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Manual Reference Pages  -  SOAP::TRANSPORT::HTTP::APACHE (3)

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SOAP::Transport::HTTP::Apache - SOAP mod_perl handler



Use this class to expose SOAP endpoints using Apache and mod_perl. Here’s an example of a class that would like to receive SOAP packets. Note that it implements a single interesting function, handle_request, that takes there arguments: an array of headers, a body, and an EnvelopeMaker for creating the response:

    package Calculator;
    use strict;

    sub new {
        bless {}, shift;

    sub handle_request {
        my ($self, $headers, $body, $envelopeMaker) = @_;

        $body->{extra_stuff} = "heres some extra stuff";

        foreach my $header (@$headers) {
            $header->{extra_stuff} = "heres some more extra stuff";
            $envelopeMaker->add_header(undef, undef, 0, 0, $header);
        $envelopeMaker->set_body(undef, myresponse, 0, $body);


In order to translate HTTP requests into calls on your Calculator class above, you’ll need to write an Apache handler. This is where you’ll use the SOAP::Transport::HTTP::Apache class:

    package ServerDemo;
    use strict;
    use SOAP::Transport::HTTP::Apache;

    sub handler {
        my $safe_classes = {
            Calculator => undef,


As you can see, this class basically does it all - parses the HTTP headers, reads the request, and sends a response. All you have to do is specify the names of classes that are safe to dispatch to.

Of course, in order to tell Apache about your handler class above, you’ll need to modify httpd.conf. Here’s a simple example that shows how to set up an endpoint called /soap that maps to your ServerDemo handler above:

    <Location /soap>
        SetHandler perl-script
        PerlHandler ServerDemo

(I leave it up to you to make sure ServerDemo is in Perl’s @INC path - see Writing Apache Modules with Perl and C by O’Reilly for help with mod_perl, or just man mod_perl)


This class encapsulates the details of hooking up to mod_perl, and then calls SOAP::Transport::HTTP::Server to do the SOAP-specific stuff. This way the Server class can be reused with any web server configuration (including CGI), by simply composing it with a different front-end (for instance, SOAP::Transport::HTTP::CGI).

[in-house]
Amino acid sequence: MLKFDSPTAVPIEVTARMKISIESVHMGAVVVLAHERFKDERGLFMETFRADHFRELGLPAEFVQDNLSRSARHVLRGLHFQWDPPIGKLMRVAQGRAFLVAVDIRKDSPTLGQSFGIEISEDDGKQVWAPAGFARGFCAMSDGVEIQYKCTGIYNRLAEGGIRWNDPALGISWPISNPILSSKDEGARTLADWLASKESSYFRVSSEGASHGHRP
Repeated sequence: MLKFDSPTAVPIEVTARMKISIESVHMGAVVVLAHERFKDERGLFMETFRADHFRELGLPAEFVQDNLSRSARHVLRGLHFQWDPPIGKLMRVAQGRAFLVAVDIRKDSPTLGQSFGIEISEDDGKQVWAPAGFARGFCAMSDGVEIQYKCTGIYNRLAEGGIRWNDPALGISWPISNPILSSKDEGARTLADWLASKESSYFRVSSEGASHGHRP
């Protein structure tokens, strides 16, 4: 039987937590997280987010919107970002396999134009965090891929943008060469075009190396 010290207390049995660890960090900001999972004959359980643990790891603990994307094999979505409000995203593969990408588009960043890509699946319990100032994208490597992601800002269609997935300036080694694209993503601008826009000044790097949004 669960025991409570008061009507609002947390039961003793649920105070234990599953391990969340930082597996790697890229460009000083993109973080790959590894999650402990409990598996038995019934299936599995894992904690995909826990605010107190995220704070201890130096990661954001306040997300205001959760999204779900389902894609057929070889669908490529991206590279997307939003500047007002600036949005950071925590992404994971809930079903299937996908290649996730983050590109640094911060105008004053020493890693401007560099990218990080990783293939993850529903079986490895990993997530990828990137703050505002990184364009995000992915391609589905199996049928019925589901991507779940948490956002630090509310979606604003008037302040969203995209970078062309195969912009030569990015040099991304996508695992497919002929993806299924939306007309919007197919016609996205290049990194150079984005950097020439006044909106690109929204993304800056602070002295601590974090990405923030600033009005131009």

handler(SafeClassHash, OptionalDispatcher)

This is the only method on the class, and you must pass a hash reference whose keys contain the collection of classes that may be invoked at this endpoint. If you specify class FooBar in this list, for instance, and a client sends a SOAP request to http://yourserver/soap?class=FooBar, then the SOAP::Transport::HTTP::Server class will eventually attempt to load, instatiate a FooBar, and call its handle_request function (see SOAP::Transport::HTTP::Server for more detail). If you don’t include a class in this hash, SOAP/Perl won’t run it. I promise.

By the way, only the keys in this hash are important, the values are ignored.

Also, nothing is stopping you from messing around with the request object yourself if you’d like to add some headers or whatever; you can always call Apache->request() to get the request object inside your handle_request function. Just make sure you finish what you’re doing before you return to SOAP::Transport::HTTP::Server, because at that point the response is marshaled and sent back.

See SOAP::Transport::HTTP::Server for a description of the OptionalDispatcher argument.




Keith Brown
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perl v5.20.3 SOAP::TRANSPORT::HTTP::APACHE (3) 2000-09-05

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